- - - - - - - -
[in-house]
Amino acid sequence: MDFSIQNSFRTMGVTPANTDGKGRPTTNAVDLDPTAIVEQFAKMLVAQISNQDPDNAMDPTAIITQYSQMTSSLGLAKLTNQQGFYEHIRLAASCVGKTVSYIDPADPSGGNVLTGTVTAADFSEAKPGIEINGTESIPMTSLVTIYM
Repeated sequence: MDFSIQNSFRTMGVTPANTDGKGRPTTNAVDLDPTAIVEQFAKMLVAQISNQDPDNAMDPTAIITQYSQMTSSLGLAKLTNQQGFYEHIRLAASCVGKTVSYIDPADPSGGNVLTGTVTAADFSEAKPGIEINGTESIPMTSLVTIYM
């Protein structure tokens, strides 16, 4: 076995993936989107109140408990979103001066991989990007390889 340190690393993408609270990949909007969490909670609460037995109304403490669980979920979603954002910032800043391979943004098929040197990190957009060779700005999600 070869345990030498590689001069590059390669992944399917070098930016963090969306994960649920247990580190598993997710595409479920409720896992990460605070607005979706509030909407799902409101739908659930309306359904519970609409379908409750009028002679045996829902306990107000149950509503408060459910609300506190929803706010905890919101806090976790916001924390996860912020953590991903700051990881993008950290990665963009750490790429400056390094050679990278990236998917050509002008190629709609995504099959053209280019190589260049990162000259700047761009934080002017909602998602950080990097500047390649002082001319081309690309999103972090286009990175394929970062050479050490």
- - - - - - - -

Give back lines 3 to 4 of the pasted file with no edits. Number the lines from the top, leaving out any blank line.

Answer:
Repeated sequence: MDFSIQNSFRTMGVTPANTDGKGRPTTNAVDLDPTAIVEQFAKMLVAQISNQDPDNAMDPTAIITQYSQMTSSLGLAKLTNQQGFYEHIRLAASCVGKTVSYIDPADPSGGNVLTGTVTAADFSEAKPGIEINGTESIPMTSLVTIYM
């Protein structure tokens, strides 16, 4: 076995993936989107109140408990979103001066991989990007390889 340190690393993408609270990949909007969490909670609460037995109304403490669980979920979603954002910032800043391979943004098929040197990190957009060779700005999600 070869345990030498590689001069590059390669992944399917070098930016963090969306994960649920247990580190598993997710595409479920409720896992990460605070607005979706509030909407799902409101739908659930309306359904519970609409379908409750009028002679045996829902306990107000149950509503408060459910609300506190929803706010905890919101806090976790916001924390996860912020953590991903700051990881993008950290990665963009750490790429400056390094050679990278990236998917050509002008190629709609995504099959053209280019190589260049990162000259700047761009934080002017909602998602950080990097500047390649002082001319081309690309999103972090286009990175394929970062050479050490």